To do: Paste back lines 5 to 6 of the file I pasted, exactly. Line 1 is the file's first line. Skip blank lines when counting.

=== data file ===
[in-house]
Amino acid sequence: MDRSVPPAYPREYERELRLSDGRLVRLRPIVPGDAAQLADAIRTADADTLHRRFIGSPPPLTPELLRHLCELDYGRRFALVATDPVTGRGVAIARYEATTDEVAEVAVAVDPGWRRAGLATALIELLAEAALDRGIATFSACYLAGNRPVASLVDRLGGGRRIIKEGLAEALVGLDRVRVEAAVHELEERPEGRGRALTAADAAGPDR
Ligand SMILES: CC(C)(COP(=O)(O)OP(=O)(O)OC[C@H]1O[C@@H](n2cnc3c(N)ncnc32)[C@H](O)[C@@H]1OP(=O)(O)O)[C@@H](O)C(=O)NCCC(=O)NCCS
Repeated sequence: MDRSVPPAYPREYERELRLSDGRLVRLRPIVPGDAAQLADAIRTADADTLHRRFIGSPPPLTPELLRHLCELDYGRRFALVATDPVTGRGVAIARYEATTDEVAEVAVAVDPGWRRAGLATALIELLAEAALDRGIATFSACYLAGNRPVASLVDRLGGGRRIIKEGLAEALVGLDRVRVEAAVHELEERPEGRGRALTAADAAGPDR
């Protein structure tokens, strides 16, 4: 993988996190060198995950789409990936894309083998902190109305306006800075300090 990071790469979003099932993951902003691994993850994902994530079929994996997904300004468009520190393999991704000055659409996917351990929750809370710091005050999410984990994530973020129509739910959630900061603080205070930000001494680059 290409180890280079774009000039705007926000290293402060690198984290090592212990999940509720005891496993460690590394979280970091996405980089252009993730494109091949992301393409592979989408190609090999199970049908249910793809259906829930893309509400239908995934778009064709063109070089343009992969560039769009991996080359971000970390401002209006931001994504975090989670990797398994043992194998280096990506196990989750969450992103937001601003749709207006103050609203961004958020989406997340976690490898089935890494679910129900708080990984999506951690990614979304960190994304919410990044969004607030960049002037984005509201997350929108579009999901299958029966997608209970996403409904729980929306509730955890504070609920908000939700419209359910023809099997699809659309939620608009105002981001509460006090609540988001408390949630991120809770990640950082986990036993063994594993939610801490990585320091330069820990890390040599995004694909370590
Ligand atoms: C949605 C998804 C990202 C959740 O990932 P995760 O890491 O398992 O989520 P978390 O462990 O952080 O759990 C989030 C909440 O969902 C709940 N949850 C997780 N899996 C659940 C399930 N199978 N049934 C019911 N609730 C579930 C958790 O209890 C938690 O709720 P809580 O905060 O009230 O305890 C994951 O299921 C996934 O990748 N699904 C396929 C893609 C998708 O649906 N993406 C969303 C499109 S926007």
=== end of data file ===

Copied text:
């Protein structure tokens, strides 16, 4: 993988996190060198995950789409990936894309083998902190109305306006800075300090 990071790469979003099932993951902003691994993850994902994530079929994996997904300004468009520190393999991704000055659409996917351990929750809370710091005050999410984990994530973020129509739910959630900061603080205070930000001494680059 290409180890280079774009000039705007926000290293402060690198984290090592212990999940509720005891496993460690590394979280970091996405980089252009993730494109091949992301393409592979989408190609090999199970049908249910793809259906829930893309509400239908995934778009064709063109070089343009992969560039769009991996080359971000970390401002209006931001994504975090989670990797398994043992194998280096990506196990989750969450992103937001601003749709207006103050609203961004958020989406997340976690490898089935890494679910129900708080990984999506951690990614979304960190994304919410990044969004607030960049002037984005509201997350929108579009999901299958029966997608209970996403409904729980929306509730955890504070609920908000939700419209359910023809099997699809659309939620608009105002981001509460006090609540988001408390949630991120809770990640950082986990036993063994594993939610801490990585320091330069820990890390040599995004694909370590
Ligand atoms: C949605 C998804 C990202 C959740 O990932 P995760 O890491 O398992 O989520 P978390 O462990 O952080 O759990 C989030 C909440 O969902 C709940 N949850 C997780 N899996 C659940 C399930 N199978 N049934 C019911 N609730 C579930 C958790 O209890 C938690 O709720 P809580 O905060 O009230 O305890 C994951 O299921 C996934 O990748 N699904 C396929 C893609 C998708 O649906 N993406 C969303 C499109 S926007």